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The Slott Report

Important IRA October 31st Deadline Fast Approaching

An important deadline is fast approaching. This October 31st deadline applies to trusts that are beneficiaries of retirement assets of individuals who died last year. A trust beneficiary cannot use stretch distributions from inherited retirement assets unless the trust meets four qualifications explained below.

IRS Announces 2013 Pension Plan, IRA Limitations

IRS announced 2013 pension plan and IRA contribution limits and other retirement-related items on Thursday. Included in the release below are 2013 retirement plan contribution limits and AGI (adjusted gross income) phase-out ranges for Roth IRA contributions and Traditional IRA deductions. We will dissect these numbers in the weeks to come, but for now, here is the official release in full from IRS.------WASHINGTON — The Internal Revenue Service today announced cost of living adjustments affecting dollar limitations for pension plans and other retirement-related items for Tax Year 2013. In general, many of the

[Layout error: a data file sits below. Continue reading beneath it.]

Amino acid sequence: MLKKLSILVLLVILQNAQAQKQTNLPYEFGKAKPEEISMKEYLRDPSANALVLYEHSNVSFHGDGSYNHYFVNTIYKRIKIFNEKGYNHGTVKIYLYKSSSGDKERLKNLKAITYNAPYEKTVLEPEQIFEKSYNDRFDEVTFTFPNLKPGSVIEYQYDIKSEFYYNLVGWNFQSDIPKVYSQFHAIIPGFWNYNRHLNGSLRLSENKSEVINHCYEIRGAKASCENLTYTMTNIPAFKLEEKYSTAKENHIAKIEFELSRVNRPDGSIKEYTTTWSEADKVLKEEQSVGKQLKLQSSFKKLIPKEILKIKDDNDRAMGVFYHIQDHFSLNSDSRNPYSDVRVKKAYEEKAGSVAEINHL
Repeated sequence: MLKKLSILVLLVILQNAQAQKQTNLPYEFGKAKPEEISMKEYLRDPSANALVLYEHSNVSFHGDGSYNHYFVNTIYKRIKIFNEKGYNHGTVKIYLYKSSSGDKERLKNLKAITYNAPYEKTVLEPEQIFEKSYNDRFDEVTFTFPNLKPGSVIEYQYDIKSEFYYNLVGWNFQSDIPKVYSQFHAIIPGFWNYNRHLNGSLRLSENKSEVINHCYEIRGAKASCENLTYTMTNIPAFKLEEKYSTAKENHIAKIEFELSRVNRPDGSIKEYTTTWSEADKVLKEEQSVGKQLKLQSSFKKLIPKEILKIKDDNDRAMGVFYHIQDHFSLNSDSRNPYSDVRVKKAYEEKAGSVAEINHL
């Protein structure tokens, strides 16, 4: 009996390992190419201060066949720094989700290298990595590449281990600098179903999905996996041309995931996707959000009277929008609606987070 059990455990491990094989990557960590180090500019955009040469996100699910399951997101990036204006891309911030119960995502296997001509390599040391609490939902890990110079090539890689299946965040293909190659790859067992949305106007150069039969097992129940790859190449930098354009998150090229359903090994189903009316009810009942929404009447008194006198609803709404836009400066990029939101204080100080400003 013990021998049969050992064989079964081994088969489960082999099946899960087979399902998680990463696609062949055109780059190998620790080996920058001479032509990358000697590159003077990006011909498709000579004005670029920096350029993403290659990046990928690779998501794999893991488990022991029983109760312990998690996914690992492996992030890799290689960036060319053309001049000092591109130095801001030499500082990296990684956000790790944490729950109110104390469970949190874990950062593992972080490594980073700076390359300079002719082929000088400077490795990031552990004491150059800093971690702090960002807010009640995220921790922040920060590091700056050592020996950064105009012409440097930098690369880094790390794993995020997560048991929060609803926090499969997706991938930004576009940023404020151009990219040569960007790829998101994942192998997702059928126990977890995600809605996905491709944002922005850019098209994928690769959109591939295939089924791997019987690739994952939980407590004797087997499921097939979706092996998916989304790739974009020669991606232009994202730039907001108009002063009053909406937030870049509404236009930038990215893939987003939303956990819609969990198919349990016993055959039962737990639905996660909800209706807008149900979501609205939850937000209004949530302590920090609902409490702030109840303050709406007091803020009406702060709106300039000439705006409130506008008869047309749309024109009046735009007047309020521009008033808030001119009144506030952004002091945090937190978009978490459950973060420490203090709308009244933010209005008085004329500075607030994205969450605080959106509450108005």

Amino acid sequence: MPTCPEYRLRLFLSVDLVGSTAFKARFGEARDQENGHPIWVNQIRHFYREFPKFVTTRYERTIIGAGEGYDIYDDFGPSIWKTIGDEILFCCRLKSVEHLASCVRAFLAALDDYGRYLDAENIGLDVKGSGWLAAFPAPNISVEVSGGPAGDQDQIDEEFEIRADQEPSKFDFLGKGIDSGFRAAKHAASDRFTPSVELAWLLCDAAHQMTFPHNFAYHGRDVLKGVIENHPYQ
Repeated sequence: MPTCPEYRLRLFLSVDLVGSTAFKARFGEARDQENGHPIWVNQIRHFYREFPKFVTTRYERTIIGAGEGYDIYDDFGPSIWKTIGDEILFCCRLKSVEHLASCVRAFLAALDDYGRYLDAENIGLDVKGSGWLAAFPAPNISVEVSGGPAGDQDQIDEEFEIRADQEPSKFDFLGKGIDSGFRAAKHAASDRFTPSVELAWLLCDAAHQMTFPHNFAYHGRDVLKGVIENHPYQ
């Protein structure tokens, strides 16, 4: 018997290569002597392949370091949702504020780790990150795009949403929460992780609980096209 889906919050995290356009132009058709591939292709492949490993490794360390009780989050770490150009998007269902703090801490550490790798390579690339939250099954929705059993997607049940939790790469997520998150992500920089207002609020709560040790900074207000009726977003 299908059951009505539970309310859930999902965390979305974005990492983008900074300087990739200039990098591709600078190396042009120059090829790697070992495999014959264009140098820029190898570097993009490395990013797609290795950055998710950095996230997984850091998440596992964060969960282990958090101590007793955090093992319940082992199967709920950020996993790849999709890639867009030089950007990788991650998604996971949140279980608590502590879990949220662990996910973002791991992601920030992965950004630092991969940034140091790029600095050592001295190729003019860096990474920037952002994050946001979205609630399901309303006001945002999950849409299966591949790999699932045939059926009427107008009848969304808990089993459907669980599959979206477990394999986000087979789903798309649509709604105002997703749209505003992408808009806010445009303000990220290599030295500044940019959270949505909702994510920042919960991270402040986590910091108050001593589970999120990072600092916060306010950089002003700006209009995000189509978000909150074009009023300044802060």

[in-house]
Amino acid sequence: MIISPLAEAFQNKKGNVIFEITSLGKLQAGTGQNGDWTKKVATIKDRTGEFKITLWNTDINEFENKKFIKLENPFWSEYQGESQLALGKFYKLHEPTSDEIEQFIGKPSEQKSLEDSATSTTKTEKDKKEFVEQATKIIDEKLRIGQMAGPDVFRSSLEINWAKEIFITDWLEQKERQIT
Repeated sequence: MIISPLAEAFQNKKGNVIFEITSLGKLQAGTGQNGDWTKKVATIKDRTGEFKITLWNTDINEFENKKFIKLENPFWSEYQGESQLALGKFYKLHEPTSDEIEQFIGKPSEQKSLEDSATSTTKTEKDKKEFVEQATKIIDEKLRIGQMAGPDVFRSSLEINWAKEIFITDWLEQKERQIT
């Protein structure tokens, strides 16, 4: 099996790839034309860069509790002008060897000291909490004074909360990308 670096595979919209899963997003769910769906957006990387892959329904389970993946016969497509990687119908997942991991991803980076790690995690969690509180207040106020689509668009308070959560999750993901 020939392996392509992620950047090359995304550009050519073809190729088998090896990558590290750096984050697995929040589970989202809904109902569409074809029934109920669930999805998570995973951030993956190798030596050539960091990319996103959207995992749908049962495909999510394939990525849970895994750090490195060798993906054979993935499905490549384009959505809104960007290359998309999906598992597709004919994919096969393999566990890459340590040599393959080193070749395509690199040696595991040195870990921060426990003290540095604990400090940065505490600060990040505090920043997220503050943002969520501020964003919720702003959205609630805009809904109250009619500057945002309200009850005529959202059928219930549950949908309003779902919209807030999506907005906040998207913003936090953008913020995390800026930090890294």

Slott Report Mailbag: IRA Rollovers and Non-Resident Beneficiaries

This week's Slott Report Mailbag shows that retirement planning involving IRAs can be complicated, and consumers just like you are confused about the rules and concerned they are making fatal, penalty-induced errors.  As always, we stress the importance of working with a competent, educated financial advisor to keep your retirement nest egg safe and secure. Find one in your area at this link.1.Dear Mr. Slott,I am and have been an avid follower of your programs on public television and have purchased your books as well as CD/DVDs. I respect your opinion very much and badly need your help. I have been disabled since 2008 due to an aortic dissection and will be turning 65 in December 2012.